Kitchen Resolutions You Should Make for a Delicious 2016

I don’t really do resolutions like “running” or “clean eating,” but I do enjoy the “take charge of your life!” energy that each January brings. Instead of harnessing that energy to start a diet, consider making a few resolutions that aim to improve your kitchen and kitchen-related skills.

Though there’s nothing wrong with starting a diet per se, I prefer to focus on changes that make me more excited to cook at home, rather than focusing on calories or “cleanliness.” The better a cook I become, the more likely I am to make meals for myself, which will be healthier and cheaper than eating out. Here are seven ways you can better your cooking in 2016 and, unlike some resolutions, these are likely to last the whole year.

Source: Kitchen Resolutions You Should Make for a Delicious 2016

Try to cook four dishes, from a different country …each month.  Maybe a tad less if your INR is fluctuating though.  I know of a circle of friends who theme a potluck for a challenge while not having to cook everything themselves.

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Keep Super Sticky Dough from Binding to Your Hands With a Little Oil

…during the holiday season, no matter how vigilant you are about following these commandments, sometimes you still need a little help, some extra assurance, a few aces up your sleeve.

So we gathered 52 of our smartest tips—the tricks and techniques picked up from years of experience and experiments but that don’t necessarily fall under the Great Baking Laws—and put them in one place.

Source: Our 52 Favorite Tips for Smarter Holiday Baking

I had a similar problem with a recipe not too long ago, incredibly sticky. Instead of wasting a ton of dough into the kitchen sink I thought I’d try nitrile gloves, clean hands to do clean stuff and doughy hands to do doughy stuff. Turns out… the dough won’t stick to nitrile gloves!

Those Extracts In Your Cupboard Have Many Uses Beyond Baking

It’s a tale as old as vanilla extract: You buy a bottle of it (or of almond, or anise, or any other kind of extract), it gets shuffled to the back of your pantry shelf, and then you buy another.

And before you know it, in a fervent pantry clean out session, you uncover an extract windfall. And then what do you do?

Source: How to Use Up a Heck of a Lot of Extracts

Couple additional options:

  • If you have kids, you can add it to your playdough (homemade or store bought) or rice.
  • They can be used pretty easily to make flavored syrups for cocktails. Just dump the extract in before (or after honestly) you boil the syrup down.

How to Pass Off Store-Bought Food as Your Own

Taking it out of the container would be a start 😉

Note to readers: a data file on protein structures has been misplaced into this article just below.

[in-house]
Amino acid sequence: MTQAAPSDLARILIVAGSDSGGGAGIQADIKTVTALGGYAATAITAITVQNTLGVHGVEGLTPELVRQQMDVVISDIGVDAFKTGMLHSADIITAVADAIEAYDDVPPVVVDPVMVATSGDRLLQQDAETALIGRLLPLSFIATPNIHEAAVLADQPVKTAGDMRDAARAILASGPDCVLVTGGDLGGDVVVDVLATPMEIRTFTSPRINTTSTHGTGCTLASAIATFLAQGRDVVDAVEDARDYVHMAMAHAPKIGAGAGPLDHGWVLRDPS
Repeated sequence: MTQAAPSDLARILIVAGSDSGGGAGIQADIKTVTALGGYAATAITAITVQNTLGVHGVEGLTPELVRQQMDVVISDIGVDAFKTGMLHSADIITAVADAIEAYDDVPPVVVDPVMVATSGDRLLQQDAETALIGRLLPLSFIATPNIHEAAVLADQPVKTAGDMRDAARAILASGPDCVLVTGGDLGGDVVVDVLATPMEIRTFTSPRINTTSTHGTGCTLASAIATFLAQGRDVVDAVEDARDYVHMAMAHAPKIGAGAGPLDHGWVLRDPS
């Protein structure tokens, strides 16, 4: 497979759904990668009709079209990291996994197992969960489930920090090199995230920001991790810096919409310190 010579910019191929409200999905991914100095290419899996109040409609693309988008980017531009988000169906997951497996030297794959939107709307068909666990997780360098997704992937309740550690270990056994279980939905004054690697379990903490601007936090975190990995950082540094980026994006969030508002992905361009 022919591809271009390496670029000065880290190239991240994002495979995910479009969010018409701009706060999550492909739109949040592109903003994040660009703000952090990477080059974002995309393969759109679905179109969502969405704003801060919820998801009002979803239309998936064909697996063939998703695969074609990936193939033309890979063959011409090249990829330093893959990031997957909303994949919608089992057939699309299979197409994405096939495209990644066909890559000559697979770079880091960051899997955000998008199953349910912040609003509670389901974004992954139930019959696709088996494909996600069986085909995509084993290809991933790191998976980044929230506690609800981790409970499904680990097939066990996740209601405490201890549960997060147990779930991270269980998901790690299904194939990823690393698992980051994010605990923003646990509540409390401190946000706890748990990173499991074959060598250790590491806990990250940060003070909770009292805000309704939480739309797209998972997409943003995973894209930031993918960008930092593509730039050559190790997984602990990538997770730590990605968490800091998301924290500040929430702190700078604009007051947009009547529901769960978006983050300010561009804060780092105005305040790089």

From now until January 2nd, you’ll be invited to many parties of the house, cocktail, and dinner variety. If you love to cook, making and bringing something won’t be a problem, but if you have the baking skills of a young Cher Horowitz, you may need to lie. By “lie” I mean “buy some food you did not make and pretend you did.” This isn’t honest, or righteous, or even very easy, but it can be done.

Source: How to Pass Off Store-Bought Food as Your Own

I figured if I covered cranberry sauce, why stop there?

Whole-Grain Flour Has a Short Shelf Life, So Freeze It

Let’s just say you were unable to resist the temptation of the bulk bin aisle, and you’ve arrived home with a half-dozen baggies filled with everything from quinoa flour to einkorn. These things happen, but not to worry, because you have plans — big plans! — for baking all sorts of wondrous things in the coming weeks.

Okay, you eager-beaver baker, you — do you know where you should be storing all your lovely bags of whole-grain flour until your schedule clears? Do you know why?

Source: Why You Should Probably Be Storing Your Whole-Grain Flours in the Freezer

Why should I care about it being in an air-tight container? Because even in the freezer, the fats will react (slowly) with oxygen and become rancid. In an air-tight container, the oxygen level will eventually drop too low for the reaction to continue, thus preserving the flour for a longer time than flour stored in the freezer and constantly exposed to fresh oxygen.

On the flip side, whole grain wheat has a shelf live of over 30 years if properly prepared, sealed and stored.  Just add a grinder for flour.

Get Excited About Parchment Paper, One of the Most Useful Things In Your Kitchen

It’s the non-waxy wax paper 😉